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Title: Large-Scale Phylogenomic Analyses Reveal the Monophyly of Bryophytes and Neoproterozoic Origin of Land Plants
Abstract The relationships among the four major embryophyte lineages (mosses, liverworts, hornworts, vascular plants) and the timing of the origin of land plants are enigmatic problems in plant evolution. Here, we resolve the monophyly of bryophytes by improving taxon sampling of hornworts and eliminating the effect of synonymous substitutions. We then estimate the divergence time of crown embryophytes based on three fossil calibration strategies, and reveal that maximum calibration constraints have a major effect on estimating the time of origin of land plants. Moreover, comparison of priors and posteriors provides a guide for evaluating the optimal calibration strategy. By considering the reliability of fossil calibrations and the influences of molecular data, we estimate that land plants originated in the Precambrian (980–682 Ma), much older than widely recognized. Our study highlights the important contribution of molecular data when faced with contentious fossil evidence, and that fossil calibrations used in estimating the timescale of plant evolution require critical scrutiny.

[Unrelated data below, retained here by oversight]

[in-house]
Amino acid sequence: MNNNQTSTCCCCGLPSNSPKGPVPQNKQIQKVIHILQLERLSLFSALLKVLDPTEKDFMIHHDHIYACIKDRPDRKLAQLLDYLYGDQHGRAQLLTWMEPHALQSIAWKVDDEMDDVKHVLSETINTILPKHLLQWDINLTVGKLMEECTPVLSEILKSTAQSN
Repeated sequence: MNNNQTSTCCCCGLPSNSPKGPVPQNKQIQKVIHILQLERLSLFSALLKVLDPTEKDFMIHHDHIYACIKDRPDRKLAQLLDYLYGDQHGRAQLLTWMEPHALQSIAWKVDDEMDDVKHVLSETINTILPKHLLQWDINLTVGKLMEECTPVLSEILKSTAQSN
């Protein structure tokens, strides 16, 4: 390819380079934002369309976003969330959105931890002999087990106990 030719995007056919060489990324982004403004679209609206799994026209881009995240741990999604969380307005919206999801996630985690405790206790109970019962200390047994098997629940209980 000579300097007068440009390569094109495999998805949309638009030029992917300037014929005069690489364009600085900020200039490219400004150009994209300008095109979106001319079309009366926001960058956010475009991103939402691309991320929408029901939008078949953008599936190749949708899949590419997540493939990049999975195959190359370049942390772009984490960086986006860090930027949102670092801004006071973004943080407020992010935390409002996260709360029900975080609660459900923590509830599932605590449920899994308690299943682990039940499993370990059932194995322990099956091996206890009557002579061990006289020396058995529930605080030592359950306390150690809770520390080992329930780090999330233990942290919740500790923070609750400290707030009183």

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Battistuzzi, Fabia Ursula
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Molecular Biology and Evolution
Sponsoring Org:
National Science Foundation
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